Japanese Summer Treat: Sōmen Noodle with Snap Peas and Radish

I have been waiting desperately for the nice and sunny summer weather this year for some reason. We have had a few sunny days and the temperature actually hit over 60 degrees(!) last week here in Seattle. It was sunny but cool yesterday, and that was good enough for me to celebrate the almost summery weather by going out to the farmer's market in the morning. To make it even more of a welcoming almost summer weather, I decided to make my all time favorite Japanese summer food - cold sōmen - with fresh snap peas and radish from the market.

I used to help my grandma with food preparation all the time before I was even in grade school. I often think about all kinds of cool things I did with her, now that I have this blog. They were such simple things for preparing food but also very valuable. Taking peas out of pods was one of the cool things I did with her.

Somen is such a delicate noodle because it's so thin like silk and served with light soy sauce based soup. It can be eaten cold or hot, but it's usually prepared cold in the summer in Japan when it's hot and muggy. It's so hot all you feel like swallowing is cold thin noodles on ice. And don't forget all kinds of yakumi. Yakumi is basically an assorted bunch of flavorful toppings like wasabi, sesame seeds, chopped scallions, shredded nori, graded ginger, bonito flakes, etc. Yes, bonito flakes (that's the flaky stuff on the image below)! I can't believe this is the first time I'm talking about it here. Bonito (aka katsuo) as the name of this blog comes from is a type of mackerel and tastes like tuna. My hometown is known for bonito fishing and dried bonito which is an important element for making broth in Japanese cuisine, etc... Phew, now you know where the name came from.

My kids love love looooove noodles, especially somen. They love udon and soba, but somen seems to hit the spot with them more. My daughter, CK wanted to eat it with chopsticks today. It was pretty much her first time trying and she did manage to get a few bites with them. I should really start teaching them how to use chopsticks already!

By the way, the beautiful Japanese plate was handed to me as a birthday gift from my inspirational friend, Satoko. It's made by a local pottery artist, Akiko Graham.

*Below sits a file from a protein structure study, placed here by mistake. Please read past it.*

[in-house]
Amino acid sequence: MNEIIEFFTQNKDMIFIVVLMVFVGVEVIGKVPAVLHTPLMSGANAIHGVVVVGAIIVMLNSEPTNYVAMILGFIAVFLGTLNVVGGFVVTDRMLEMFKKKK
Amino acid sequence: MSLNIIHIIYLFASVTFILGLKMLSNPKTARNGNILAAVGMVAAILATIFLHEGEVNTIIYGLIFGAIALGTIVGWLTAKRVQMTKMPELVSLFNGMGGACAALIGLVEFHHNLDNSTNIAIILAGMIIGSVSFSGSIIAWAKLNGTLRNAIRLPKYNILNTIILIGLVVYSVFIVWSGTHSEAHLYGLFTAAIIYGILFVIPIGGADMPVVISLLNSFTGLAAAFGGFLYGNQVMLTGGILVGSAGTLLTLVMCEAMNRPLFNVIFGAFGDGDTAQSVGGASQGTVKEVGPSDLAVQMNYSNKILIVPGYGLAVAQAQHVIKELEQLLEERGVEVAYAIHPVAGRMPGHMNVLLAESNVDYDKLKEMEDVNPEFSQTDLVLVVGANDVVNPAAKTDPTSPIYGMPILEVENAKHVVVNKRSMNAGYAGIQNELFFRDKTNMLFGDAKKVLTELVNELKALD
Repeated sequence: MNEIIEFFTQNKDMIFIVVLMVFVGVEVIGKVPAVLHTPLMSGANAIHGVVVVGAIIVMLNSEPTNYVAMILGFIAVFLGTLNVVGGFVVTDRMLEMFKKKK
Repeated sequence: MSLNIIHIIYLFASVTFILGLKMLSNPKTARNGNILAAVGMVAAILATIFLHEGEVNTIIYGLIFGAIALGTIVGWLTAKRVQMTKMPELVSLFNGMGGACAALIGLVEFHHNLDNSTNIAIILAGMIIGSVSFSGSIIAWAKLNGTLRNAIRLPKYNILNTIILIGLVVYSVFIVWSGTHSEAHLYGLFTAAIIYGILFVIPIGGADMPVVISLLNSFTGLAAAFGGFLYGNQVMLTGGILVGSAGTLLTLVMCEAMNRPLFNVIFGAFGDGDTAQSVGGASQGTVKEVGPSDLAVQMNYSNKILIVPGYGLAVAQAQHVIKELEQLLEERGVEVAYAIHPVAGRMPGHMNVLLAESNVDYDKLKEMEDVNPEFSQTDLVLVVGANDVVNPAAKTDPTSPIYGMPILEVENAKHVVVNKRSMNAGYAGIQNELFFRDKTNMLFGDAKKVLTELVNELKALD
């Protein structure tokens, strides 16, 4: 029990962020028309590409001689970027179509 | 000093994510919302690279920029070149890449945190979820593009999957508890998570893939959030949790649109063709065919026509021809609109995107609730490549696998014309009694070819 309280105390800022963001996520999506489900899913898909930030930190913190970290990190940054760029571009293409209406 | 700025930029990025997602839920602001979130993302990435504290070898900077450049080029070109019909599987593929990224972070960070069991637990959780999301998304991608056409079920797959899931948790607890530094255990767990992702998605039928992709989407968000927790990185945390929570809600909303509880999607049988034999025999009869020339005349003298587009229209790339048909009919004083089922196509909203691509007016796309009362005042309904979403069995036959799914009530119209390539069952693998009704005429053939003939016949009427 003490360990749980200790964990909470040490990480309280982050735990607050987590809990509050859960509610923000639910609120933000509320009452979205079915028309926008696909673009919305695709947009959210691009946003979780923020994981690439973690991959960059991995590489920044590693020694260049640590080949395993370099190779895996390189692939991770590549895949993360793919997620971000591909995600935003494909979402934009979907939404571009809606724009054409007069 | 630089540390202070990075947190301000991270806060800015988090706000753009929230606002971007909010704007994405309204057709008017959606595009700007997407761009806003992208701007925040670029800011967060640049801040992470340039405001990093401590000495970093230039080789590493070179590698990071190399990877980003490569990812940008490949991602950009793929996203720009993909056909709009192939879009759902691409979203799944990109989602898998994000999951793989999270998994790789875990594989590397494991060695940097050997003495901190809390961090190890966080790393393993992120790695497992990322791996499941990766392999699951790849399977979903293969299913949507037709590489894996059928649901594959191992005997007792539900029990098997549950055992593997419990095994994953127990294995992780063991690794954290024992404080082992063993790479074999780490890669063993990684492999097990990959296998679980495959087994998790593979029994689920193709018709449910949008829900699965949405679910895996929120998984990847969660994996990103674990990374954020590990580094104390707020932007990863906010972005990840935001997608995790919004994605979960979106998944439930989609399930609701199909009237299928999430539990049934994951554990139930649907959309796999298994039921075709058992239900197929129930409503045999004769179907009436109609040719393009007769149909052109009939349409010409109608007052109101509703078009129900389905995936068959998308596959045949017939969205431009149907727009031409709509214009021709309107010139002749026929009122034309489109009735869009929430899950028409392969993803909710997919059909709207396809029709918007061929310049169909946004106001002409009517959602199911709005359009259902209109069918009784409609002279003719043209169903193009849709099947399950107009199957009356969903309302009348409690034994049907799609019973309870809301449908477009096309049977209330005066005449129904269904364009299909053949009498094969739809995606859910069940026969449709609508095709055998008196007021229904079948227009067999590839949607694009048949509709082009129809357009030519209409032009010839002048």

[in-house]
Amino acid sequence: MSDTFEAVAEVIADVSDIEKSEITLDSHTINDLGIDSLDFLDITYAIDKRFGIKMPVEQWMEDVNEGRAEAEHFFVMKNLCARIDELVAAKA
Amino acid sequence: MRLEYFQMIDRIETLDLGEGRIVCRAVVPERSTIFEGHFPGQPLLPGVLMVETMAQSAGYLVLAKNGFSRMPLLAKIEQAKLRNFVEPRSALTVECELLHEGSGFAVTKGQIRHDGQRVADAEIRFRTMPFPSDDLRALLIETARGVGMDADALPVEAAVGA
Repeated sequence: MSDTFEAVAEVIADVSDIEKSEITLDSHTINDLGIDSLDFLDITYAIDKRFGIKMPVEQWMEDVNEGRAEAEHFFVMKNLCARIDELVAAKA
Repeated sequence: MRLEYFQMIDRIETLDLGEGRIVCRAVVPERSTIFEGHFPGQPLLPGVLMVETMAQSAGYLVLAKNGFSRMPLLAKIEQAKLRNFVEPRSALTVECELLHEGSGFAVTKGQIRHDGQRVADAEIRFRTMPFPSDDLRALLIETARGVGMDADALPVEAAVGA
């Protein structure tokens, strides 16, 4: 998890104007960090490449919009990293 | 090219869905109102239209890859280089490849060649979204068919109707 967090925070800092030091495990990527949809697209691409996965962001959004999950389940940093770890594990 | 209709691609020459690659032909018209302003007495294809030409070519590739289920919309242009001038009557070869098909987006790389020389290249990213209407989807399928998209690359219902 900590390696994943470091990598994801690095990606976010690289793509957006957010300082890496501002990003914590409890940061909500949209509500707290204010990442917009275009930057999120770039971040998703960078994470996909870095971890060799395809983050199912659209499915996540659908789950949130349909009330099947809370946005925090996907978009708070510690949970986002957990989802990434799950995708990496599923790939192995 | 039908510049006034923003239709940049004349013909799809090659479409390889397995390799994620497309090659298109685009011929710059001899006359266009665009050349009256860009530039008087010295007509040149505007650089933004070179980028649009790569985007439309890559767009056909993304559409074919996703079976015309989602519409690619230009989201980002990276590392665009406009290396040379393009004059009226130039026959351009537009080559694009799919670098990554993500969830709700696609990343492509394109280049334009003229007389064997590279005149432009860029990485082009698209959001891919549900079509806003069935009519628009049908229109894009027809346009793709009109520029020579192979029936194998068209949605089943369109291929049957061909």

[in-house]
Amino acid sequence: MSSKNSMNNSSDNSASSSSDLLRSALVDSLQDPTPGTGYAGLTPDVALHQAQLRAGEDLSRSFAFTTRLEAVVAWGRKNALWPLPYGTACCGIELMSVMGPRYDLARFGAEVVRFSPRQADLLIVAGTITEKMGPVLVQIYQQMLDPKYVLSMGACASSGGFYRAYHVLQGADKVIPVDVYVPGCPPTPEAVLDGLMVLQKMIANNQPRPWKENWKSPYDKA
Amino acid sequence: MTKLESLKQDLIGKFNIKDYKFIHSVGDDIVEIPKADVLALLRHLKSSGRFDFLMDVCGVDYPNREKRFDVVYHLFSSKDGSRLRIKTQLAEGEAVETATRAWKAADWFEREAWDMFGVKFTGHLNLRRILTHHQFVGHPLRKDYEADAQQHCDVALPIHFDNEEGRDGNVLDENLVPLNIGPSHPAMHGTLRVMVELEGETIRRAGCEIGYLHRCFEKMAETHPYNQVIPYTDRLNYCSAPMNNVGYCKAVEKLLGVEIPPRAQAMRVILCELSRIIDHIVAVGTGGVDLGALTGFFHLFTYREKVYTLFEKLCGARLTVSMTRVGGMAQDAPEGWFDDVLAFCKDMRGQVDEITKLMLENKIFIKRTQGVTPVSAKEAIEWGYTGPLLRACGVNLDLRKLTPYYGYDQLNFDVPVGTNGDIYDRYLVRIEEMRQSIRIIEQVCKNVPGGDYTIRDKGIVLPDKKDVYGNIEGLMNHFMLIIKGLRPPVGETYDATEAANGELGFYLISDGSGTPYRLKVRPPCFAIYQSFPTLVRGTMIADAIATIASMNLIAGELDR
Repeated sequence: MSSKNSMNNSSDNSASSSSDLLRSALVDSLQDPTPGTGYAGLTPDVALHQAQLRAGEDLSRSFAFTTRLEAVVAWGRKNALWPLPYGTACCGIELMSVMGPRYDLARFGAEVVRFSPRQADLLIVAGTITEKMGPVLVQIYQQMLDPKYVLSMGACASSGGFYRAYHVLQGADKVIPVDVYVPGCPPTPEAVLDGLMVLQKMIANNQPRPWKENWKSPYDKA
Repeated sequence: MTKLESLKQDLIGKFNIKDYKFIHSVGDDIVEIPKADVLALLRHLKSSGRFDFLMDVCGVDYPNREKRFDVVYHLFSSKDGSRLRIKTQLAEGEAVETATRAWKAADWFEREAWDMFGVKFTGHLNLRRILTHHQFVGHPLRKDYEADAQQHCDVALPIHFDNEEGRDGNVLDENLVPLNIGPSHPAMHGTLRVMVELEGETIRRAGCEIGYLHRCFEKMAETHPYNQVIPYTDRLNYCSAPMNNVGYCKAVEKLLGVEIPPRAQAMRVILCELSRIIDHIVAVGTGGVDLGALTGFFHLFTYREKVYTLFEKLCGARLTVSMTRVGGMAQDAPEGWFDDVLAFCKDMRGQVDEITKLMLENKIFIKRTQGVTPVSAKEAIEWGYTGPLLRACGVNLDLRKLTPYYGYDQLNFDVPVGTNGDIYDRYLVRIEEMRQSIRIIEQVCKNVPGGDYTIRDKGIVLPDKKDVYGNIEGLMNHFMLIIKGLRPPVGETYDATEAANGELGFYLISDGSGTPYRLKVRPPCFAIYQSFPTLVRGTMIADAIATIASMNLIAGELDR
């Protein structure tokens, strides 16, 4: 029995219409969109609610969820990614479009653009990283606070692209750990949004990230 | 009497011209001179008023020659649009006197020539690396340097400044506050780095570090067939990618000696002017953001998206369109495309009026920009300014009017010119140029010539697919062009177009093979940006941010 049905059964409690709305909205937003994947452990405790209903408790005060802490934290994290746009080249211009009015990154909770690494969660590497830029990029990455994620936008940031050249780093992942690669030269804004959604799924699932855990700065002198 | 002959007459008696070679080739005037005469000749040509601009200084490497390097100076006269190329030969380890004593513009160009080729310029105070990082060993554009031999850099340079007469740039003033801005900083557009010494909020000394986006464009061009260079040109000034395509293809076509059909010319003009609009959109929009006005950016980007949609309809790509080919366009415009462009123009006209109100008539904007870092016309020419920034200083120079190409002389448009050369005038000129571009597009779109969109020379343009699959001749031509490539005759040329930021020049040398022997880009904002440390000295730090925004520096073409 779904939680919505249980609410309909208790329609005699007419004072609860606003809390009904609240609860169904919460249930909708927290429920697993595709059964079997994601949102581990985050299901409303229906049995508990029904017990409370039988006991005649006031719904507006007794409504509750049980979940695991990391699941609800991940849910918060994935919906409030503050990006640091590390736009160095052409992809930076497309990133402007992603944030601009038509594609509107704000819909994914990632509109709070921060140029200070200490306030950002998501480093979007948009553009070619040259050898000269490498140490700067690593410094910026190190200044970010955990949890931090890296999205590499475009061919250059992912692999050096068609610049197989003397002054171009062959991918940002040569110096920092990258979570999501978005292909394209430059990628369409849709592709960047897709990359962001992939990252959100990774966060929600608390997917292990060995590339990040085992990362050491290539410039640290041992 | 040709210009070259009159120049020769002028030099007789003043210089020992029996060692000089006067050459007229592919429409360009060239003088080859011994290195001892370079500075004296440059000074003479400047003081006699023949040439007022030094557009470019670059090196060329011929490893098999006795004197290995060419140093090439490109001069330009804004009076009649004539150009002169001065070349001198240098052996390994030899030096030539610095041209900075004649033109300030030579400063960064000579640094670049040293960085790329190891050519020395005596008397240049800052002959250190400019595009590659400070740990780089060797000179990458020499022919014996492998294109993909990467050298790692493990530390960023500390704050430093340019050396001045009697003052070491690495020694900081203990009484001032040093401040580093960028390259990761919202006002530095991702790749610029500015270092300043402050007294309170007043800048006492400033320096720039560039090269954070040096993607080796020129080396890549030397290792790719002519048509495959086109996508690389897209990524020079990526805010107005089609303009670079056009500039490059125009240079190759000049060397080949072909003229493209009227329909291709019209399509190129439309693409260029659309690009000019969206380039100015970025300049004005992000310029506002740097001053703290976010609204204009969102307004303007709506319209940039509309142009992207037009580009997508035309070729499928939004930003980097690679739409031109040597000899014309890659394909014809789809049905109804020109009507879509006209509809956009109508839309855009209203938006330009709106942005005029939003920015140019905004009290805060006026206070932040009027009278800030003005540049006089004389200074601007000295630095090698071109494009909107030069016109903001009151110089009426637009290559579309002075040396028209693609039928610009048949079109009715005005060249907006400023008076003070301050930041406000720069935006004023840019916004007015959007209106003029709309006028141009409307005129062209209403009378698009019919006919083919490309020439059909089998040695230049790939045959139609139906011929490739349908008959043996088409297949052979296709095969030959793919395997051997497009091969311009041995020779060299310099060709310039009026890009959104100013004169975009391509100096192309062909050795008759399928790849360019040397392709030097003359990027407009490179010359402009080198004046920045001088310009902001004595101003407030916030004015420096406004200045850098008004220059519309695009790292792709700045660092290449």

Recipe: 2-4 people

a handful of somen noodles
5 small//medium radishes
1 cup of peas

dashi soup:
1 cup of bonito flakes
1 sheet of kelp
1 bag of dash power
2 dried shiitake (soak in a cup of water overnight)
4 cups of water
1/2 cup of light soy sauce (not low sodium, actually saltier but lightly colored)
2 tbsp of mirin or sugar
2 tbsp of cooking sake
a pinch of salt
* ok to use chicken or vegetable broth instead of dashi and bonito flakes

yakumi / topping (all optional)
a handful of bonito flakes (should be available at any Japanese or Korean market)
a handful of sesami seeds
a few nori/seaweed papers
a tsp of wasabi

For dashi soup, add water, bonito flakes, kelp, shiitake water. Bring it to boil and add soy sauce, miring, sake and salt. Simmer it with medium high heat for an hour or longer. Keep the stock in the refrigerator.

Boil 6 cups of water in a pan and cook somen noodles for about 2 minutes. Drain the water and rinse the noodles in cold running water until they don't feel starchy. Rest it in the water with ice.

Boil peas for about 30 seconds and rest them in ice water. Slice radishes thinly.

Julienne seaweed (nori) very thinly by using a pair of scissors.

Take noodles out of ice water and remove the water gently by hand and place them on a plate. Top it with peas, sliced radishes and assorted yakumi. Serve it with sauce poured over or sauce in a dipping cup.


  1. I´ve never heard of somen noodles before but they look absolutely delicious on that gorgeous plate!

  2. Everything on this blog looks delicious. I get so hungry when I look through all your posts. :D

    Your daughter looks so sweet in the pictures above, just needed to say it

  3. Thank you ladies for the comments :) My daughter just turned two, and I'll be posting the cake photos from the birthday celebration shortly!

  4. The difference is chow mein noodles are somewhat thinner and they are fried or baked while Lo Mein is not. A popular dish in Asia is to smash the noodles into a flat round cake and then fry them.Udon Toronto


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